Getting the Right Tools for the Job

How one piece of equipment makes big impact

  • School Food Operations
  • May 09, 2018
  • By: Emily Gallivan
  • Comments

While working to serve better meals in schools, food service programs face a wide range of challenges. One of the biggest needs is equipment to ensure food is properly stored, cooked, cooled, and transported. This equipment can be costly for schools to procure and maintain. If schools want to prepare meals using ingredients like fresh greens, vegetables, whole grains, raw proteins, and dried legumes, they must have the right tools for the job. And when schools have the proper equipment, all kinds of positive results emerge.

Equipment used in school kitchens is often very different than what you might find in an average home kitchen. School districts require equipment that can handle much larger quantities of food such as industrial-sized food processors, walk-in refrigerators, tilting braising pans, and various types of ovens. When schools purchase new equipment to support their programs they can boost staff efficiency, increase student participation, reduce staff stress, and even increase their ability to purchase local ingredients and expand menus. This blog highlights how 5 districts were able to up the ante in their food service department thanks to new kitchen equipment.  

At St. Tammany Parish in Covington, Louisiana, a new food processor means staff can now chop more fresh vegetables faster and more uniformly. The rotisserie ovens at Riverside Unified School District in California enable staff to “set it and forget it.” Staff can load up to 35-40 whole chickens for the district’s middle and high schools and leave the ovens to do the work while they prepare other dishes.

The ovens also provide an additional benefit that is a testament to the power of providing high quality food to students every day: the smell of freshly cooked food! Students love the home-cooking aromas that flood the lunchroom when those ovens are working. Nutrition Services Interim Director Kirsten Roloson, reported that students, “feel like they are important and that we care about them.” The time and effort staff put into their meals really show students that they are valued and that someone cares.

Similar to the new food processor in Louisiana and the ovens in California, a new soak sink at Dallas Independent School District in Texas increased their ability to wash fresh lettuce for salads. With their increased efficiency, Dallas Independent increased their power to purchase local ingredients and now sources greens from local hydroponic farmers.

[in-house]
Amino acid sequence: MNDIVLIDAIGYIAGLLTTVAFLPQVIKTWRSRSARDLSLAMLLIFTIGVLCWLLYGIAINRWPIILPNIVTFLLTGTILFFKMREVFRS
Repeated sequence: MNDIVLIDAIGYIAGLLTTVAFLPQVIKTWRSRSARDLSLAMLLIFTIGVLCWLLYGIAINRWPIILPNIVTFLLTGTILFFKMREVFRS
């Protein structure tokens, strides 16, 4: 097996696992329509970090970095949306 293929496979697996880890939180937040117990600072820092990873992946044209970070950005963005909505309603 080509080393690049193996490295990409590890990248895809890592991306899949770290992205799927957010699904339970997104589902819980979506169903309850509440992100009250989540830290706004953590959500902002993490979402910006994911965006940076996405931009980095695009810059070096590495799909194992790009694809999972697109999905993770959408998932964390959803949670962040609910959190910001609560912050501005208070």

Hinsdale Public Schools in Montana also increased their local purchases when they solved a stressful workplace problem: their equipment was terribly unreliable. As a result, extra work was needed to monitor the equipment, even when school was not in session. This problem was solved with the purchase of a new walk-in cooler/freezer. With a new walk-in cooler/freezer, staff are confident about the quality of the food they are serving and don’t have to worry about food spoiling or equipment breaking down in the middle of service. Their cooler/freezer shut the door on workplace stress and opened doors to stocking up on local ingredients. They now serve 100% local beef and pork. And the best part? They cut down on food waste! Instead of throwing away left-over meat, they now store it in their new cooler/freezer and use it in soups and stews.

New, fully-functional equipment can also help drive program participation. When schools have to cook with inadequate or dysfunctional equipment, they are forced to serve lower quality food that is unappetizing to students, and participation rates drop. Mountain View Whisman School District in California faced this problem due to poorly functioning ovens. With new ovens that cook food consistently, their food has more flavor and is visually appealing to students. The new equipment has also allowed the district to expand their menu to include omelet egg rounds, roasted meats, and pasta dishes.

When districts have the ability to purchase kitchen equipment, food service programs can incorporate more scratch cooking into their operations, and the impact of one single purchase extends throughout school food operations. Schools increase their ability to make local purchases and make their workplaces less stressful and more efficient. They can also serve better food and expand their menus, which means students are eating more freshly roasted produce, locally braised meats, and produce from colorful salad bars. As a 2013 PEW Charitable Trusts study pointed out, “schools would be better able to serve meals that meet nutrition requirements if investments were made in new equipment.” And these stories from school districts across the country show just that. Equipment might be only one factor schools need to consider as they incorporate more fresh and whole ingredients into their menus, but it is an essential component with far-reaching impacts.  

Photos Courtesy of Riverside Unified School District, Hinsdale Public Schools and St. Tammany Parish School District 


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